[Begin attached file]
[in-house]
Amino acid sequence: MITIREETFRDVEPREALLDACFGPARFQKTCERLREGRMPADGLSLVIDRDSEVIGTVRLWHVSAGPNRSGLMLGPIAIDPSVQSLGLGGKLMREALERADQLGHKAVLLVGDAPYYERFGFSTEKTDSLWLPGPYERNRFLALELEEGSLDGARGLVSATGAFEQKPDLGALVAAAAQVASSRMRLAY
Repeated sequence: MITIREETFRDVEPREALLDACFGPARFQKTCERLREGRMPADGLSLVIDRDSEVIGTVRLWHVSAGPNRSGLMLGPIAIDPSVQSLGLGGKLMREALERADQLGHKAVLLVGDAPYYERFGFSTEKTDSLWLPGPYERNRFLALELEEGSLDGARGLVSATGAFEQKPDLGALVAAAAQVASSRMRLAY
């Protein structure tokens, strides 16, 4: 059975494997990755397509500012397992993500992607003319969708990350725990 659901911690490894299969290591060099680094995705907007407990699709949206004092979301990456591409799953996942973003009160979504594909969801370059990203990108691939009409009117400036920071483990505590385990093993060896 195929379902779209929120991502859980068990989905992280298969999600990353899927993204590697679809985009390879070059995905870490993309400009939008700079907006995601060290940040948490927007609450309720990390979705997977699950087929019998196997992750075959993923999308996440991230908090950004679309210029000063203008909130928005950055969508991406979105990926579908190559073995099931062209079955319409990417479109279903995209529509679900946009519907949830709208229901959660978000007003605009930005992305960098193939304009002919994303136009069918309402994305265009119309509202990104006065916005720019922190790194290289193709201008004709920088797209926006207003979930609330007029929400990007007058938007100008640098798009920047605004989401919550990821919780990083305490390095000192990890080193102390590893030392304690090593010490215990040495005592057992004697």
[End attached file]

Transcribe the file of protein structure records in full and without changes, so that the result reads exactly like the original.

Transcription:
[in-house]
Amino acid sequence: MITIREETFRDVEPREALLDACFGPARFQKTCERLREGRMPADGLSLVIDRDSEVIGTVRLWHVSAGPNRSGLMLGPIAIDPSVQSLGLGGKLMREALERADQLGHKAVLLVGDAPYYERFGFSTEKTDSLWLPGPYERNRFLALELEEGSLDGARGLVSATGAFEQKPDLGALVAAAAQVASSRMRLAY
Repeated sequence: MITIREETFRDVEPREALLDACFGPARFQKTCERLREGRMPADGLSLVIDRDSEVIGTVRLWHVSAGPNRSGLMLGPIAIDPSVQSLGLGGKLMREALERADQLGHKAVLLVGDAPYYERFGFSTEKTDSLWLPGPYERNRFLALELEEGSLDGARGLVSATGAFEQKPDLGALVAAAAQVASSRMRLAY
């Protein structure tokens, strides 16, 4: 059975494997990755397509500012397992993500992607003319969708990350725990 659901911690490894299969290591060099680094995705907007407990699709949206004092979301990456591409799953996942973003009160979504594909969801370059990203990108691939009409009117400036920071483990505590385990093993060896 195929379902779209929120991502859980068990989905992280298969999600990353899927993204590697679809985009390879070059995905870490993309400009939008700079907006995601060290940040948490927007609450309720990390979705997977699950087929019998196997992750075959993923999308996440991230908090950004679309210029000063203008909130928005950055969508991406979105990926579908190559073995099931062209079955319409990417479109279903995209529509679900946009519907949830709208229901959660978000007003605009930005992305960098193939304009002919994303136009069918309402994305265009119309509202990104006065916005720019922190790194290289193709201008004709920088797209926006207003979930609330007029929400990007007058938007100008640098798009920047605004989401919550990821919780990083305490390095000192990890080193102390590893030392304690090593010490215990040495005592057992004697």